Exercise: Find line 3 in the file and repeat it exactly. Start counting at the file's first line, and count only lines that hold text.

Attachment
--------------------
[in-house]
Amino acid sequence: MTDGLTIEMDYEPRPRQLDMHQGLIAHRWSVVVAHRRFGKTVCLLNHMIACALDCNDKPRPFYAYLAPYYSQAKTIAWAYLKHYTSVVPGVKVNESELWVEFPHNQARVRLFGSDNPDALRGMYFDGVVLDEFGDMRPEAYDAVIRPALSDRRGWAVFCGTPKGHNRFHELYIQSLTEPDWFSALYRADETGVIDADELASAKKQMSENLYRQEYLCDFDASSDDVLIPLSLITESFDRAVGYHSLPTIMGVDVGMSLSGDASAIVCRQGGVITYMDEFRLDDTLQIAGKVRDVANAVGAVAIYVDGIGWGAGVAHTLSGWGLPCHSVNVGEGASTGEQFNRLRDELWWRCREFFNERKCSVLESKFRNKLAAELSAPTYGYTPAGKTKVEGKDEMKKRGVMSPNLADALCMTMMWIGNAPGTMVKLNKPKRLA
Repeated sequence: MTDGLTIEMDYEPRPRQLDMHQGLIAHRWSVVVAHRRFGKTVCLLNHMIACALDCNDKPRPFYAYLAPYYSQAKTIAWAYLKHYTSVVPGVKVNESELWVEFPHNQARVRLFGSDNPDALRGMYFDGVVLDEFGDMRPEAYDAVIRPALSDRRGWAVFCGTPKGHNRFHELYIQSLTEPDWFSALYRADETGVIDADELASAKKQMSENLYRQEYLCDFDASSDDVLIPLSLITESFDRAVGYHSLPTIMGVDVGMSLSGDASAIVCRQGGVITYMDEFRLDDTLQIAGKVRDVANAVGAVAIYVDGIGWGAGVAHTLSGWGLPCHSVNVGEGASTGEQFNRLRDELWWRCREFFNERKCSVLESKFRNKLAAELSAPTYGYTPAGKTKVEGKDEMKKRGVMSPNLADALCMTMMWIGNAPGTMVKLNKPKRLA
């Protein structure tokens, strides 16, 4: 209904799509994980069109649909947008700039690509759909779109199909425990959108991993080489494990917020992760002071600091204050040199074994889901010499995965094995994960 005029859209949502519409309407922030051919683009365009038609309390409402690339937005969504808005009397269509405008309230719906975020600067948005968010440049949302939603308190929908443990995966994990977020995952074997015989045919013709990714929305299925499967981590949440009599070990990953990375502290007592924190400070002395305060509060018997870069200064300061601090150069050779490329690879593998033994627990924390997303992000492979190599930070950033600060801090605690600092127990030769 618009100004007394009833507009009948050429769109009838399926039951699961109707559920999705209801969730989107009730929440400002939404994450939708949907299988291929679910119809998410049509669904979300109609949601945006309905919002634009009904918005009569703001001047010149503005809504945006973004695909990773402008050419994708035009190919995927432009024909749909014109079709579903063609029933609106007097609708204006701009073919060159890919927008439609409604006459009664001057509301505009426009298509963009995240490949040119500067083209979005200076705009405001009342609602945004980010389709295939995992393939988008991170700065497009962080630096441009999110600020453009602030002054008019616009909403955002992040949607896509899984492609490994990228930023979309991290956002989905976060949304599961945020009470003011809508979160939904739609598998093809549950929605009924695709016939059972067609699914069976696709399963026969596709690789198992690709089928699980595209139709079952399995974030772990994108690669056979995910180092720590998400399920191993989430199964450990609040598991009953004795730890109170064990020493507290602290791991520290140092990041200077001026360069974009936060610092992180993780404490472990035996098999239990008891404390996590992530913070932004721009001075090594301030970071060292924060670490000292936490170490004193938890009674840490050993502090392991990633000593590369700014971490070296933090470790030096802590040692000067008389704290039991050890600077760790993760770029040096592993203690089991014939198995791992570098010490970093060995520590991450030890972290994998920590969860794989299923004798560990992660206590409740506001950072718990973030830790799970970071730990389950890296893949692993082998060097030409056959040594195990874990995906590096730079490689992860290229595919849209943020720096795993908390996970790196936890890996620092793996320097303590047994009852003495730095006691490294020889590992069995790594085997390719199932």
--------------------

Repeated sequence: MTDGLTIEMDYEPRPRQLDMHQGLIAHRWSVVVAHRRFGKTVCLLNHMIACALDCNDKPRPFYAYLAPYYSQAKTIAWAYLKHYTSVVPGVKVNESELWVEFPHNQARVRLFGSDNPDALRGMYFDGVVLDEFGDMRPEAYDAVIRPALSDRRGWAVFCGTPKGHNRFHELYIQSLTEPDWFSALYRADETGVIDADELASAKKQMSENLYRQEYLCDFDASSDDVLIPLSLITESFDRAVGYHSLPTIMGVDVGMSLSGDASAIVCRQGGVITYMDEFRLDDTLQIAGKVRDVANAVGAVAIYVDGIGWGAGVAHTLSGWGLPCHSVNVGEGASTGEQFNRLRDELWWRCREFFNERKCSVLESKFRNKLAAELSAPTYGYTPAGKTKVEGKDEMKKRGVMSPNLADALCMTMMWIGNAPGTMVKLNKPKRLA